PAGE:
The Commonwealth now argues that the appellant's right to a speedy trial was not violated because trial began timely on March 12, 1975, when the hearing on appellant's motion to suppress commenced. The appellant, however, asserts that trial did not commence until July 21, 1975, or after the expiration of the mandatory period. The initial question therefore before us is when did "trial" commence in the instant case.

Normally, under Rule 1100, trial commences when the lower court ascertains that the parties are present and orders them to proceed to the hearing of any motion which had been reserved for trial. Commonwealth v. Byrd, 250 Pa. Super. 250, 378 A.2d 921 (1977); Pa.R.Crim.P. 1100, Comment; see also Commonwealth v. Lamonna, 473 Pa. 248, 373 A.2d 1355 (1977). In Commonwealth v. Taylor, 254 Pa. Super. 211, 385 A.2d 984 (1978), we expounded that a hearing on a motion which had been reserved for trial will not signify the commencement of trial under Rule 1100 unless ". . . it reflects a commitment of time and resources by the court below and leads directly into the guilt-determining process." Id., 254 Pa. Super. at 215, 385 A.2d at 986. Thus, a

[ 258 Pa. Super. Page 372]

    hearing on a motion will mark the commencement of trial under Rule 1100 only if (1) the accused is adequately warned that the hearing has been reserved until the time of trial and (2) the hearing actually leads directly into the guilt-determining process. Neither of these requirements was satisfied in the instant case.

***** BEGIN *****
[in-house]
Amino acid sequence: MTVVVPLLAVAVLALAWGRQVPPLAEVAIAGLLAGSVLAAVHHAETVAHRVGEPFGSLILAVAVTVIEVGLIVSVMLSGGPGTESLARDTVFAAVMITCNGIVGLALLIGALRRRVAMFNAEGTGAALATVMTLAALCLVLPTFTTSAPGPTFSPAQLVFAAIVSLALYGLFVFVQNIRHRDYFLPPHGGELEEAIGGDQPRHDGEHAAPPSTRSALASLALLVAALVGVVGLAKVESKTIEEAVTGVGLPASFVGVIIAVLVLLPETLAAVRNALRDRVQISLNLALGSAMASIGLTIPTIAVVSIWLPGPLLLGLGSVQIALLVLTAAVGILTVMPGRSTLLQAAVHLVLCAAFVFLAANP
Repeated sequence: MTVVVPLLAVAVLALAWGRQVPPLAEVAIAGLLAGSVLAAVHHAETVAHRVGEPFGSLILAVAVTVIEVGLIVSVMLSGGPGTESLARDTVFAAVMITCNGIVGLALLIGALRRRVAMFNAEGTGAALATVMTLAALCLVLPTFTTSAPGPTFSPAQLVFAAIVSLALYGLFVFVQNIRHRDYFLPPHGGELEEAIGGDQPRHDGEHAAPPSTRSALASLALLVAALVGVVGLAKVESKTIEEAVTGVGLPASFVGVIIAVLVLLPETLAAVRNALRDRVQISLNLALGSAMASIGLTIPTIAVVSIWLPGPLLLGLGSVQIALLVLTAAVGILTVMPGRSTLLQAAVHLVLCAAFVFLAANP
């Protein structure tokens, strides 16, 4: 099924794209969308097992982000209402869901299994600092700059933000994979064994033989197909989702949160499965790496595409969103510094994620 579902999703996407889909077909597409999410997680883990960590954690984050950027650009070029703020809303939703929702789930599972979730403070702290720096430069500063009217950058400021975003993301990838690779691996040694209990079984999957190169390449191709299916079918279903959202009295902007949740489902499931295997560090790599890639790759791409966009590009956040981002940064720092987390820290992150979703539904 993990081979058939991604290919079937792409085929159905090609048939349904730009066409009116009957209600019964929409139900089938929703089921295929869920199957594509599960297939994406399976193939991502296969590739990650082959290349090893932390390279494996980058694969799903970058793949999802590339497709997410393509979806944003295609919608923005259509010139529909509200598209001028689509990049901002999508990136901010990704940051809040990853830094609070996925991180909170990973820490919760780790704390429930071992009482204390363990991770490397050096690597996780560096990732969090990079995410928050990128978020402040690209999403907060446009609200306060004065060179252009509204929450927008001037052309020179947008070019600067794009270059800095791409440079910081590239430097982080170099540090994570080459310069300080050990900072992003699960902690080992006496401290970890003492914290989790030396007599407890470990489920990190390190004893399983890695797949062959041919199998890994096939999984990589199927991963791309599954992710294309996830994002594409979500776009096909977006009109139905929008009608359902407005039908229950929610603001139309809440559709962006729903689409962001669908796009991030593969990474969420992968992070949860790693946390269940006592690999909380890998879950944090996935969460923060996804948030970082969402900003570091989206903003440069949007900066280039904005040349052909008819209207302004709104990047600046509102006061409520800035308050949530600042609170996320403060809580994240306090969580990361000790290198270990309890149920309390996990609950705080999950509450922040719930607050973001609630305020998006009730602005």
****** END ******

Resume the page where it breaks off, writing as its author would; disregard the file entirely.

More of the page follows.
Although the record shows that the hearing on the appellant's motion to suppress was not explicitly reserved for trial, the Commonwealth contends that the suppression hearing did constitute the commencement of trial because of procedures established by Phila.R.Crim.P. 605, which states, in part, that "[m]otions for suppression in felony listing room cases will be scheduled for hearing at trial . . . ." Perhaps, under some circumstances, the Commonwealth might persuasively assert that this Rule provides a defendant with adequate notice that trial, for purposes of Rule 1100, will commence with his suppression hearing. Instantly, however, the Rule was effectively negated by the hearing judge, who adamantly declared to the appellant, without objection by the Commonwealth, that "[the suppression hearing] is not the trial." Furthermore, even if the appellant had been adequately warned that his suppression hearing had been reserved for the time of trial, the record clearly shows that the appellant's suppression hearing did not lead directly into the guilt-determining process. The jury panel was not sworn and addressed by both counsel and the court until July 21, 1975, 101 days after the suppression hearing. Since the requirements of Rule 1100 in regard to trial commencement were not satisfied, we must reject the Commonwealth's argument, based on Phila.R.Crim.P. 605, that trial timely commenced on March 12, 1975. ". . . [A] rule of procedure adopted by a court of common pleas cannot be used as a means to circumvent our rules of procedure." Commonwealth v. Julius Pugh, 476 Pa. 445, 449, 383 A.2d 183, 185, n. 4 (1978); Pa.R.Crim.P. 1(b).